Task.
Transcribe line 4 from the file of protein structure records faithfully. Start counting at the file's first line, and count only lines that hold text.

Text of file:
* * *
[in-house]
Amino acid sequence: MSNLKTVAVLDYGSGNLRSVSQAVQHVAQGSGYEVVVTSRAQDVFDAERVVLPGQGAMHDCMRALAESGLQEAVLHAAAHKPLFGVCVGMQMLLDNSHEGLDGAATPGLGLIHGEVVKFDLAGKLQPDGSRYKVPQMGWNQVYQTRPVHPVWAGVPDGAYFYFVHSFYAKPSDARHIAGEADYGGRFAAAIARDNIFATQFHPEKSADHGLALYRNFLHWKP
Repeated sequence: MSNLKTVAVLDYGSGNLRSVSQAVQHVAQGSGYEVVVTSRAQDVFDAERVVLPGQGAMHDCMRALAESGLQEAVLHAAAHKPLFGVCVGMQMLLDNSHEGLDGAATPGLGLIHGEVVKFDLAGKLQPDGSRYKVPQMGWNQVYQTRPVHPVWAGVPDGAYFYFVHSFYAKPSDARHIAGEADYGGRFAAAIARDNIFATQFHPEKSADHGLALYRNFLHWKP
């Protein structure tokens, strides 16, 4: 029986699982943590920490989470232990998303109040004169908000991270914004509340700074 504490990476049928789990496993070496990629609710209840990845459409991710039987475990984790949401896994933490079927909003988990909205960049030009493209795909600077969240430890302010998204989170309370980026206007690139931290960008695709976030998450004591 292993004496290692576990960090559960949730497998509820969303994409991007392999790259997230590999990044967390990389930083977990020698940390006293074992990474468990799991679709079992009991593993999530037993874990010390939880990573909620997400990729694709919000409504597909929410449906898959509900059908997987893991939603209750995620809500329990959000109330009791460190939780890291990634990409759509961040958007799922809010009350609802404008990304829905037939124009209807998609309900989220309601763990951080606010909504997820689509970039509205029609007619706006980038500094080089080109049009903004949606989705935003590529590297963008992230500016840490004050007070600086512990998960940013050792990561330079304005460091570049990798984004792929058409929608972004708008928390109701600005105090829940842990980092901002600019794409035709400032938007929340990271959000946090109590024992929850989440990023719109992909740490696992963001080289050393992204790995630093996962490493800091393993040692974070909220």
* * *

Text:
């Protein structure tokens, strides 16, 4: 029986699982943590920490989470232990998303109040004169908000991270914004509340700074 504490990476049928789990496993070496990629609710209840990845459409991710039987475990984790949401896994933490079927909003988990909205960049030009493209795909600077969240430890302010998204989170309370980026206007690139931290960008695709976030998450004591 292993004496290692576990960090559960949730497998509820969303994409991007392999790259997230590999990044967390990389930083977990020698940390006293074992990474468990799991679709079992009991593993999530037993874990010390939880990573909620997400990729694709919000409504597909929410449906898959509900059908997987893991939603209750995620809500329990959000109330009791460190939780890291990634990409759509961040958007799922809010009350609802404008990304829905037939124009209807998609309900989220309601763990951080606010909504997820689509970039509205029609007619706006980038500094080089080109049009903004949606989705935003590529590297963008992230500016840490004050007070600086512990998960940013050792990561330079304005460091570049990798984004792929058409929608972004708008928390109701600005105090829940842990980092901002600019794409035709400032938007929340990271959000946090109590024992929850989440990023719109992909740490696992963001080289050393992204790995630093996962490493800091393993040692974070909220």